A single star shone at Christmas, pointing the way. Maybe God was reminding us that life doesn’t need to be any more complicated than that.

© 2011 Tom Cheatham

“When you are praying, do not heap up empty phrases…” (Matthew 6:7).


“Let your word be ‘Yes, Yes’ or ‘No, No’….” (Matthew 5:37).


There are three basic styles of clergy collars. One is the slip-in tab collar, commonly seen on Roman Catholic priests. Another is the neckband shirt, featuring a plastic or fabric band that, as the name implies, goes all the way around the neck, rather like a dog collar. This style is often seen on a variety of Protestant clergy, particularly Episcopal priests.


The third sort is the one I prefer, though I have all three kinds. It’s called a “tonsure shirt” (pictured left, below) and has a band (at righttonsurepurplebig23, below) that encircles the neck between an inner and outer layer of fabric, so that the collar peeks out tonsure-collar1about ¼ inch all around, with about 2½ inches of white showing in front. It’s secured by snapping on two little posts on either side of the opening.


When I first got one of these shirts, I went almost mad (or just got mad) trying to put the collar in. I would snap it onto the fasteners, then try to make the rest of the collar fit between the inner and outer layers. I got all twisted up, trying to reach behind my head to push down the uncooperative plastic on both sides. That effort made me incredibly frustrated, and finally I simply didn’t wear them for a time, opting for the other styles.


Finally, somehow, it dawned on me that if I fed the band in first on the right, then secured it, then did the same on the left, I could have that collar in place in no time. Common sense, right? Well, that’s exactly why it took me so long to figure it out. It was too simple. I guess I was too much like Frasier Crane, who on one episode of the sitcom said “Dad, I don’t do simple.”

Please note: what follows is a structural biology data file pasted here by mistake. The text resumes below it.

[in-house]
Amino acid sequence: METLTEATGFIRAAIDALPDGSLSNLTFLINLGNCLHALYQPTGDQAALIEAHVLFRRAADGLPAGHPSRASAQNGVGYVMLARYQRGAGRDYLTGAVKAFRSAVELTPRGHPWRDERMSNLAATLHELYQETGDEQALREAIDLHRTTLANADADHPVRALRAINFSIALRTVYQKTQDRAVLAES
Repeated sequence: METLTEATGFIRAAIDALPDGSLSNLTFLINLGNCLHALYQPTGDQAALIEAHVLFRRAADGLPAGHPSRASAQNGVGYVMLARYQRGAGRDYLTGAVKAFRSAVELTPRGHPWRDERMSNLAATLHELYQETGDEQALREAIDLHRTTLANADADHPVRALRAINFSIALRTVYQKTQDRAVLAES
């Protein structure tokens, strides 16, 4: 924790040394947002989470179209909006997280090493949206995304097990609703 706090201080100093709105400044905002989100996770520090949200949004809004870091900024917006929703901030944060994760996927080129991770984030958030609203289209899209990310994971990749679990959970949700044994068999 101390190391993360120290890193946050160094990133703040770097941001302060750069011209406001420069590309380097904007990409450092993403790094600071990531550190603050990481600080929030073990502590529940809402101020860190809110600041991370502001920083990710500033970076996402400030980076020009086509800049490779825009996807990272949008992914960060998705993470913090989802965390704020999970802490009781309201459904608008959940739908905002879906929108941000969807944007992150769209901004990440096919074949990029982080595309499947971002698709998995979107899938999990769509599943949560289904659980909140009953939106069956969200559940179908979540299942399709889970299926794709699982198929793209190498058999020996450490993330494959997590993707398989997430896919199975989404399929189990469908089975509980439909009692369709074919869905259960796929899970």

I should have remembered the famous principle called “Occam’s Razor,” which says that all other things being equal, the simplest explanation is probably the right one. Or more precisely: “when you have two competing theories that make exactly the same predictions, the simpler one is the better” (see source note below).


All of us unnecessarily complicate our lives, don’t we? Like me with my shirts or my overly complex explanations of theology or my wordy Presbyterian liturgies. Others fill their lives with so many activities and things that they can’t keep everything straight, even with today’s sophisticated electronic planning and communication tools (which end up adding even more complication. Why can’t a phone just be a phone?) And we shouldn’t forget about the folks who over-think everything—relationships, plans, decisions of any kind—and talk, talk, talk with little action. The old Mary Chapin Carpenter song has the right attitude instead: “Shut Up and Kiss Me!”


Karl Barth, a great Reformed theologian of the 20th century, was asked what he considered to be the most profound summary of Christian faith ever written. He had published a highly influential commentary on Romans as well as the massive Church Dogmatics, but here is what he said: “Jesus loves me, this I know, for the Bible tells me so.”


Now that’s keeping your “razor” honed and sharp.


© 2009 Tom Cheatham